By Chase Spruiell


I look a dog dead in the eye.
He squeaks. 
He squirms. 
But he stays where he is.
Like the infantry. 
Like the front line. 
Stupid, a follower. 
Frozen, unable to think
or move. 
Instinctually stuck.
An empty sack of fur.
He knows what I know.
This is no showdown. 
I walk away. 

what cleans vomit

time silhouetted by strangers.
bus drivers, college students, valet kids, dying musicians.
I don’t know any of them.
clerks, postal workers, mothers, suicide failures.
the humidity rises past 75%.
a dog can’t find his way home.
paleontologists, professors, rapists, homeowners.
a group of crusty buskers put a leash on a dog and walk it to New Orleans.
board game enthusiasts, simple prostitutes, dirty cops.
the street lights get dimmer or my eyesight worsens. 
an unceasing pile of flesh flooding the avenues.
garbage men, florists, anemics, addicts, priests. 
they’re all so strange to me. 
the tube attached to a gas pump nozzle becomes unhinged 
it falls on me completely
gas rains down, into my hair and eyes.
the gas station clerk as baffled as I am.
bartenders, ugly men with handsome bank accounts, children grown cynical, hideous presidential candidates. 
clubs erupt with laughter and violence.
the cleaning crew comes to sweep away the vomit. 
make way for the next one. 
digits dump down from billboards.
a baby is born in an abandoned warehouse. 
a woman smiles at me. 
a beautiful woman.
she walks along. 
I daydream of being inside her,
both my god and devil storming inside. 
all of these strange faces.
multiplying into history. 
a fly is pinned to a spiders web.
a homeless woman dies.
the sun comes up.

dead bunny rabbit

drinking into the morning:
the ambulance will be moving traffic
someday for me

the air conditioner doesn’t cool the air
like it used to
this apartment is twice as old
as its dust

when the roaches come out to eat
I don’t even flinch
towards the roach spray or to anything:

I just gaze.

there are a lot of people       I would say most
who let the moon retrieve their dreams
upon its arrival:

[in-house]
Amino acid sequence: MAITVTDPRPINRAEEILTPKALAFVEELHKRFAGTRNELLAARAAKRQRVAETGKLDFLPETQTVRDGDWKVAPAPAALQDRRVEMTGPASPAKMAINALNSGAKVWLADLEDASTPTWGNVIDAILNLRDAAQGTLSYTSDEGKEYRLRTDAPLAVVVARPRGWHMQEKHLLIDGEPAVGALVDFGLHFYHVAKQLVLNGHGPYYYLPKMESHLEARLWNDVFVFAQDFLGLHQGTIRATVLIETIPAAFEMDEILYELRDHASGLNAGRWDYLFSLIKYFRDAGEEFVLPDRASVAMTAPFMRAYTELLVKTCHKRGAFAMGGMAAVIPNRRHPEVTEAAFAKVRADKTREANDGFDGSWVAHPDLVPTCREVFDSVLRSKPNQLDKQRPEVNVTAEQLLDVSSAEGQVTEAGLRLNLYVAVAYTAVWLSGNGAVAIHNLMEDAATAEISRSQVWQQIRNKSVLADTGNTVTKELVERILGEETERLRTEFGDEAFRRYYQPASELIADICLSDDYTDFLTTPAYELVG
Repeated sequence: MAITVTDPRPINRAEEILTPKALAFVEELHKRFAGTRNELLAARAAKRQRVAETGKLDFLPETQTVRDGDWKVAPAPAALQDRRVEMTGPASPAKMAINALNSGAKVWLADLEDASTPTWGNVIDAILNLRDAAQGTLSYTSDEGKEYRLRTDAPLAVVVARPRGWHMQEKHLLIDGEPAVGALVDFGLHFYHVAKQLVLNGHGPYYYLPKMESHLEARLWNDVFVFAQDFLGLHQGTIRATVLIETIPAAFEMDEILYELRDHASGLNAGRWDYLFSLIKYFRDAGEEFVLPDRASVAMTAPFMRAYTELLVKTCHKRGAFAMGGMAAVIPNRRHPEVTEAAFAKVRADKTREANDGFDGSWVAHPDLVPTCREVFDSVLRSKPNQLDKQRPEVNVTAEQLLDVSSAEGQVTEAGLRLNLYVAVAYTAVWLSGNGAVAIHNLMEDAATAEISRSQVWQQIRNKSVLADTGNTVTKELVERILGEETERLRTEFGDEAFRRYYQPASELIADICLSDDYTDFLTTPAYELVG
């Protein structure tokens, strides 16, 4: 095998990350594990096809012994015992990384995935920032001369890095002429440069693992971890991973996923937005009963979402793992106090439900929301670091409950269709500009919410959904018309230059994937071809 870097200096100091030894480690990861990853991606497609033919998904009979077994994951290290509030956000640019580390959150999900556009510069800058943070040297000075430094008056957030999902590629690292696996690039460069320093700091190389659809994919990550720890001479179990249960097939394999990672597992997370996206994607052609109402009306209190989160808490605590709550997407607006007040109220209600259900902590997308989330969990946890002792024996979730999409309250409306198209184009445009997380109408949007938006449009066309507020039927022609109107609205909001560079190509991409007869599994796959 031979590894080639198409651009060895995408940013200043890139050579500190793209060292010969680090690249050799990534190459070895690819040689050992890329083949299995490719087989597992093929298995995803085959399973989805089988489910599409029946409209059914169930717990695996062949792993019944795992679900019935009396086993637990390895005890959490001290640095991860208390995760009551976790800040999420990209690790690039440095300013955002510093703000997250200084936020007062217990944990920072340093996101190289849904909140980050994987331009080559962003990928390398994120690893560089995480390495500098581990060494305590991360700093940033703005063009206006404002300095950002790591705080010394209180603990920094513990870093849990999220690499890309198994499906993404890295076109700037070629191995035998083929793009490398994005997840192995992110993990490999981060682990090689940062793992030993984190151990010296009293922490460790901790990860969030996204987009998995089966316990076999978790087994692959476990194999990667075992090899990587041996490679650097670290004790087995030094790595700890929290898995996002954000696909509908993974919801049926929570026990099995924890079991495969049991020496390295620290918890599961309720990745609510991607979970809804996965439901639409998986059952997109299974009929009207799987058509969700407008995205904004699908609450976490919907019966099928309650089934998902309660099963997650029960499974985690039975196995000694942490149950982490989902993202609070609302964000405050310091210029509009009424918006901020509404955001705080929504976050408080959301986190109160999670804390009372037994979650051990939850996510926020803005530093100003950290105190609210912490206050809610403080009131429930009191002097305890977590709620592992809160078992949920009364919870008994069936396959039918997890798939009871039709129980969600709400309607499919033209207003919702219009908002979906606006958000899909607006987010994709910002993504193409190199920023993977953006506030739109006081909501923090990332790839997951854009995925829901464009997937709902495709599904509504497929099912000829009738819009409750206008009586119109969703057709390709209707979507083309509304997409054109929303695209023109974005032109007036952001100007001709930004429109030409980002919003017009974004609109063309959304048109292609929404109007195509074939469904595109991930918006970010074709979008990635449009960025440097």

I prefer the sun.

the morning light comes in softer this way
it puts me to sleep

it predicts that I will waste the day:
that doesn’t hurt me
like it used to

the summer is hot but
I am a lucky man:
I own two fans that
work perfectly

I’m renting the one on the ceiling…

            there isn’t enough time for pauses

            that’s what my father used to say

the internet grips the soul
it churns out butter
for grubby hands
with infinite fictional wisdom

I have yet to confirm the ethical dilemma that the internet presents:
though you and I never will

that’s okay
because tonight:
I outlived the rum and the pills.
the night is still and quiet like
a newly dead bunny rabbit.

my father never said the bit about pauses

that was me:
I made it up.

long live the existential crisis.



give yourself to god
the head of the auction block 
luck’s puppeteer 
the Black Death 
the sun and the moon at night 
the cop, the thief & the victim 
the blood on your hands in a dream
the universe
give yourself to Him
I’ve heard it all
it crawls all over me
but I give myself to other things:
flesh, synapses, dead cells
the function of god is the strongest myth
I make God in a cup:
whiskey, ice, simple syrup, bitters, orange peel,
and the miracle maraschino cherry
I can taste the faith
my God tastes merciful
and sweet


scared to death
scared to live
remove the sheets
pour coffee
let it breathe
tv turn it on
what is the heart
be careful
sun scarred
one of the
Texas hunted
born to be one
sun take me down
fear not what
comes in the
fan turn it on
don’t forget
the lungs
hold tight
the moon
is coming

About the Author:


Chase Spruiell was born in Denton, Texas. He spent the majority of the time in his life playing basketball, earning a full athletic scholarship at St. Edward’s University. He has a bachelor’s degree in Mass Communications with a specialty in Digital Cinema and currently resides in Austin, Texas where he writes music for various projects.